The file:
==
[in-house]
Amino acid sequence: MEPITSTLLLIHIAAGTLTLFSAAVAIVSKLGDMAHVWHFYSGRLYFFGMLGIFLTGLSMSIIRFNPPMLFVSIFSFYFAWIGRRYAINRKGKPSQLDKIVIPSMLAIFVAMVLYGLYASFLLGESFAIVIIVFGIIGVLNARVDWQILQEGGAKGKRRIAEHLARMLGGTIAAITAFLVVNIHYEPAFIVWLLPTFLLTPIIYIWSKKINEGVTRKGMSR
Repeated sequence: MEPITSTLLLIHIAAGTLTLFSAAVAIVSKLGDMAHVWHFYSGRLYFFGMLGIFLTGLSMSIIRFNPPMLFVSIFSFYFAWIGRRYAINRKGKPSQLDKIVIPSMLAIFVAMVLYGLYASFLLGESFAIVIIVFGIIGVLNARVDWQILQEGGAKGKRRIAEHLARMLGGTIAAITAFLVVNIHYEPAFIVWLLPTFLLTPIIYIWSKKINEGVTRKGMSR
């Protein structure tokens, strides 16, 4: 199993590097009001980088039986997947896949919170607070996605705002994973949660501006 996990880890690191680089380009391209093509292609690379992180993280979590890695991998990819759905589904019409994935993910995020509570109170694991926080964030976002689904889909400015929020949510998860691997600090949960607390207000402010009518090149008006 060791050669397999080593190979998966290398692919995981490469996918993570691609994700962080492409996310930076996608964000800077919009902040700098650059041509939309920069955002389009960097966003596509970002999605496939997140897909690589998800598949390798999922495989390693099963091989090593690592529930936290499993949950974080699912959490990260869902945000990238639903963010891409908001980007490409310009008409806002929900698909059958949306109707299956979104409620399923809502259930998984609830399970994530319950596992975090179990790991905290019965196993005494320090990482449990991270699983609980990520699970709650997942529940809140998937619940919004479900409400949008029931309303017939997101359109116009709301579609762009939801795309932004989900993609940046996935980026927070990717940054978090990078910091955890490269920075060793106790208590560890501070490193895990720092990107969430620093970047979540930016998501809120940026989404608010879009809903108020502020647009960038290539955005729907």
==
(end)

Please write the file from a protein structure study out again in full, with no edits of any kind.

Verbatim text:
[in-house]
Amino acid sequence: MEPITSTLLLIHIAAGTLTLFSAAVAIVSKLGDMAHVWHFYSGRLYFFGMLGIFLTGLSMSIIRFNPPMLFVSIFSFYFAWIGRRYAINRKGKPSQLDKIVIPSMLAIFVAMVLYGLYASFLLGESFAIVIIVFGIIGVLNARVDWQILQEGGAKGKRRIAEHLARMLGGTIAAITAFLVVNIHYEPAFIVWLLPTFLLTPIIYIWSKKINEGVTRKGMSR
Repeated sequence: MEPITSTLLLIHIAAGTLTLFSAAVAIVSKLGDMAHVWHFYSGRLYFFGMLGIFLTGLSMSIIRFNPPMLFVSIFSFYFAWIGRRYAINRKGKPSQLDKIVIPSMLAIFVAMVLYGLYASFLLGESFAIVIIVFGIIGVLNARVDWQILQEGGAKGKRRIAEHLARMLGGTIAAITAFLVVNIHYEPAFIVWLLPTFLLTPIIYIWSKKINEGVTRKGMSR
């Protein structure tokens, strides 16, 4: 199993590097009001980088039986997947896949919170607070996605705002994973949660501006 996990880890690191680089380009391209093509292609690379992180993280979590890695991998990819759905589904019409994935993910995020509570109170694991926080964030976002689904889909400015929020949510998860691997600090949960607390207000402010009518090149008006 060791050669397999080593190979998966290398692919995981490469996918993570691609994700962080492409996310930076996608964000800077919009902040700098650059041509939309920069955002389009960097966003596509970002999605496939997140897909690589998800598949390798999922495989390693099963091989090593690592529930936290499993949950974080699912959490990260869902945000990238639903963010891409908001980007490409310009008409806002929900698909059958949306109707299956979104409620399923809502259930998984609830399970994530319950596992975090179990790991905290019965196993005494320090990482449990991270699983609980990520699970709650997942529940809140998937619940919004479900409400949008029931309303017939997101359109116009709301579609762009939801795309932004989900993609940046996935980026927070990717940054978090990078910091955890490269920075060793106790208590560890501070490193895990720092990107969430620093970047979540930016998501809120940026989404608010879009809903108020502020647009960038290539955005729907």